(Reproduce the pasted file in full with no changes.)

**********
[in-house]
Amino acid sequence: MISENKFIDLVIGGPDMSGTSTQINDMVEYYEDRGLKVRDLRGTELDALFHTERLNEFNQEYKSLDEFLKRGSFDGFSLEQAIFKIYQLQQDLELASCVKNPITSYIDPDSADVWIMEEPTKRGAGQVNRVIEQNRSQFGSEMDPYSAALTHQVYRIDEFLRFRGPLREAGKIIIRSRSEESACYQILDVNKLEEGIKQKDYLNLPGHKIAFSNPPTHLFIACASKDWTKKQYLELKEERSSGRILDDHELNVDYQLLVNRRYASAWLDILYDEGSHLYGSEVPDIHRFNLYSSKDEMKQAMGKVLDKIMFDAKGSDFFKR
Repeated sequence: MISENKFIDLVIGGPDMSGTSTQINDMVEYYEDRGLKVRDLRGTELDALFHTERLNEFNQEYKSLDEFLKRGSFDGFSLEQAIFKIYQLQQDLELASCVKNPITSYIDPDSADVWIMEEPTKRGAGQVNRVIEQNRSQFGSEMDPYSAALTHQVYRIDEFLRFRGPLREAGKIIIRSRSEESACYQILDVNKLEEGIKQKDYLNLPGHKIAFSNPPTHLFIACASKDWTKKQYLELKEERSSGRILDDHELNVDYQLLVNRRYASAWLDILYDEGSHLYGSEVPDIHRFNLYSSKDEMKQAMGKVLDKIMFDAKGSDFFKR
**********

[in-house]
Amino acid sequence: MISENKFIDLVIGGPDMSGTSTQINDMVEYYEDRGLKVRDLRGTELDALFHTERLNEFNQEYKSLDEFLKRGSFDGFSLEQAIFKIYQLQQDLELASCVKNPITSYIDPDSADVWIMEEPTKRGAGQVNRVIEQNRSQFGSEMDPYSAALTHQVYRIDEFLRFRGPLREAGKIIIRSRSEESACYQILDVNKLEEGIKQKDYLNLPGHKIAFSNPPTHLFIACASKDWTKKQYLELKEERSSGRILDDHELNVDYQLLVNRRYASAWLDILYDEGSHLYGSEVPDIHRFNLYSSKDEMKQAMGKVLDKIMFDAKGSDFFKR
Repeated sequence: MISENKFIDLVIGGPDMSGTSTQINDMVEYYEDRGLKVRDLRGTELDALFHTERLNEFNQEYKSLDEFLKRGSFDGFSLEQAIFKIYQLQQDLELASCVKNPITSYIDPDSADVWIMEEPTKRGAGQVNRVIEQNRSQFGSEMDPYSAALTHQVYRIDEFLRFRGPLREAGKIIIRSRSEESACYQILDVNKLEEGIKQKDYLNLPGHKIAFSNPPTHLFIACASKDWTKKQYLELKEERSSGRILDDHELNVDYQLLVNRRYASAWLDILYDEGSHLYGSEVPDIHRFNLYSSKDEMKQAMGKVLDKIMFDAKGSDFFKR